|Nikola Beats Estimates, Details Additional SEC Probe Inquiry|
Fri., May 7, 2021, 11:17 a.m.·5 min read
(Bloomberg) -- Nikola Corp. posted a narrower-than-expected loss for its latest quarter as the troubled electric-vehicle startup ramped up testing of its debut battery-electric semi trucks and made progress on building factories in the U.S. and Germany.
The clean-energy big rig maker reported an adjusted loss Friday of 14 cents a share in the first three months of the year, which was better than analysts’ consensus estimate for a 28 cents loss. Nikola said in a statement it’s nearing completion of a second batch of battery-powered prototypes and has begun the assembly of a fuel-cell test vehicle at its headquarters in Arizona.
The Phoenix-based company has yet to build a vehicle for sale but wants to establish itself as a competitor in the emerging clean-energy commercial truck market. It has been dogged by allegations it misled investors, something an internal probe partially confirmed. Nikola said in a separate filing Friday that securities regulators investigating the company issued an additional subpoena in March.
Nikola was one of the first of many EV startups targeted by special purpose acquisition companies and at one time saw its valuation surpass the market capitalization surpass of established automakers such as Ford Motor Co. But its shares have plunged in recent months.
The stock rose 12% to $11.37 as of 11:06 a.m. in New York. It had fallen about 33% this year as of the close on Thursday.
“It’s a relief rally after no major negative news, although the chip shortage remains a headwind for Nikola and others,” Wedbush analyst Daniel Ives said in an email. He has a neutral rating on the stock. “The Street was fearing some elephant in the room to come out on the call.”
New SEC Subpoena
Nikola said the new subpoena issued by the U.S. Securities and Exchange Commission on March 24 relates to its projected 2021 cash flow and how it plans to use funds from capital raises this year. The company, which had previously disclosed investigations by the SEC and the Department of Justice, said it’s committed to complying with all investigation.
The company also disclosed that it paid $3 million in legal fees in the first quarter for Trevor Milton, its founder and former executive chairman, who resigned in September. The payments were made under the terms of an indemnification agreement.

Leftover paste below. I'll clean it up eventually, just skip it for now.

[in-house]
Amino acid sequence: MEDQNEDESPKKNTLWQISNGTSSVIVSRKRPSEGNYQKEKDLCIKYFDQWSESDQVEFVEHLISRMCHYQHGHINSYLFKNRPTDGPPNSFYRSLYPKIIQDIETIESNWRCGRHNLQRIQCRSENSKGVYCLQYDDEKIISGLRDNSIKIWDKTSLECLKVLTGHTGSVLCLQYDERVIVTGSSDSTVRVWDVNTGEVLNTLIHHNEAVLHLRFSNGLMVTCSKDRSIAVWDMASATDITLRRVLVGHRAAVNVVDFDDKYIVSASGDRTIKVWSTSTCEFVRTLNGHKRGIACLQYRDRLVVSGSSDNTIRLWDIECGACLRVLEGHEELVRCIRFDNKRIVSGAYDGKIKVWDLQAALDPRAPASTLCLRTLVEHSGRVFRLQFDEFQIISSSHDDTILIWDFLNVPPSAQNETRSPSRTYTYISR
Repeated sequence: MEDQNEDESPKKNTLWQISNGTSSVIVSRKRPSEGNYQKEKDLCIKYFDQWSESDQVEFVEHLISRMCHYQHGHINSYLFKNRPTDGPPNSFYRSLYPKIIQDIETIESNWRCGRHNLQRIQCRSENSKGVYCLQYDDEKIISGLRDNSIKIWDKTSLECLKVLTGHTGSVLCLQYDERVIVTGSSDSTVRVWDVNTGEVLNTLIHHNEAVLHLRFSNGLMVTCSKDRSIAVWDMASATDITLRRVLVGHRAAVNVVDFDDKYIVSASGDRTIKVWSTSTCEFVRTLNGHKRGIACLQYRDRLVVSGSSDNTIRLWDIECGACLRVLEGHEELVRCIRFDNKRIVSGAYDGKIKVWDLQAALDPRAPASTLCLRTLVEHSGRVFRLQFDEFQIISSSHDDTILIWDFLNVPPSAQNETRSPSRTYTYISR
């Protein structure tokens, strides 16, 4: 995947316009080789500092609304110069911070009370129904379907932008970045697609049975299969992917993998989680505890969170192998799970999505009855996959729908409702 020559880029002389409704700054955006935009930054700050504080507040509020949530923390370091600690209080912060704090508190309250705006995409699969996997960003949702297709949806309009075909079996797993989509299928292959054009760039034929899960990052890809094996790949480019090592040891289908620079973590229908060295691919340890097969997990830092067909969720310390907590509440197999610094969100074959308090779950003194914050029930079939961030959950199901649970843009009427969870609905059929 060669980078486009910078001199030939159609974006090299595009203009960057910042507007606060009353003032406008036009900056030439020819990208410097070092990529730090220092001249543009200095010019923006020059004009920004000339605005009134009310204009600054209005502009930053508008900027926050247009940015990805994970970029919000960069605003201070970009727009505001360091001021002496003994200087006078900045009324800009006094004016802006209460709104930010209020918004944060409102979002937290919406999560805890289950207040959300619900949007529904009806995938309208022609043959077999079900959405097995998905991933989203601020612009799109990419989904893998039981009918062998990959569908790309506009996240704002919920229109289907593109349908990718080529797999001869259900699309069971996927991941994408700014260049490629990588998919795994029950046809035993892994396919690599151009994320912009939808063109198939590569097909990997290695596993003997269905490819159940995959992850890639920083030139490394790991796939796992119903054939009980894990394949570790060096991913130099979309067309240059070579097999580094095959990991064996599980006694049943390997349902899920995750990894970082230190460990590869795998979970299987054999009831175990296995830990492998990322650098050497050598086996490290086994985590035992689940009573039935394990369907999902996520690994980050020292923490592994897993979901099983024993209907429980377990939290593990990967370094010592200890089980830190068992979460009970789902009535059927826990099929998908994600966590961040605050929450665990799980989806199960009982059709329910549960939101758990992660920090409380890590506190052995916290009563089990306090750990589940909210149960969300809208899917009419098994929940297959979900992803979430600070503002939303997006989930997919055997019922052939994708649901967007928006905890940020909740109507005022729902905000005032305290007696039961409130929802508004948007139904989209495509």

“We believe the details given were relatively positive,” said Evercore ISI analyst Chris McNally, who has a hold equivalent rating on the stock, in a note to clients. “SEC and DOJ investigations also remain with unclear timeline resolution.”
While not yet revenue-generating, Nikola plans to launch its first hydrogen-powered fuel cell truck in 2023. It also plans to start production of battery-electric trucks this year in Germany in a joint venture with CNH Industrial NV’s Iveco unit and start deliveries in the fourth quarter. And the company has said it’s on track to complete the first phase of a factory under construction in Arizona by year-end, with trial production starting in July.
“We have had continued success in commissioning and validating the Nikola Tre BEVs, and are nearing completion of both our Ulm, Germany and Coolidge, Arizona manufacturing facilities,” Nikola’s Chief Executive Officer Mark Russell said in a statement.
Nikola is one of several players seeking to commercialize hydrogen-fuel cell powertrains for long-distance transportation. Others include larger rivals such as Toyota Motor Corp., Hyundai Motor Co. and General Motors Co. GM, which scaled back its once-ambitious plans to partner with Nikola, still plans to supply the startup with its proprietary fuel cell technology.
Hydrogen Fueling Stations
Production of short- and long-range fuel cell trucks is expected to start at the Arizona plant in the second half of 2023 and 2024, respectively. Nikola also plans to develop as many as 700 hydrogen stations in the U.S. to power the trucks and originally promised to find a co-development partner in 2020.
Nikola hopes to test a prototype fuel-cell truck in a joint beer delivery pilot with Anheuser-Busch InBev this year, Russell said during a call with analysts.
Last month the company signed a deal to build hydrogen fueling stations with TravelCenters of America Inc. The deal was a small sign of progress on its business plan after several blown deadlines for announcing a partner. Nikola announced a letter of intent Thursday to supply Total Transportation Services with 100 trucks -- 30 battery-electric and 70 fuel-cell big rigs -- by 2023.
Nikola said it still aims to find additional hydrogen infrastructure partners this year, as well as more fleet customers to test its vehicles. On the earnings call, Chief Financial Officer Kim Brady said the company could install as many as 10 fueling stations by the end of 2023 to support their targeted production of fuel-cell trucks.
Battery cell supply constraints are hampering Nikola’s ability to produce BEV trucks. The company says it will produce between 50 and 100 units this year. Russell said the company’s cell suppliers are not taking orders for 2022 battery cell supply and he does not expect agreements to be reached until the summer.
The aspiring truckmaker said it aims to deliver 1,200 BEV trucks next year and 3,500 in 2023. In February, Nikola lowered its target for delivering battery-electric Tre semis to customers this year to 100 vehicles, down from a previous target of 600. It lost a major order in December when Republic Services Inc. canceled a non-binding contract for 2,500 battery-electric garbage trucks.
(Updates with analysts comments in the sixth and eigth paragraphs, details from the earnings call throughout; Updates shares.)
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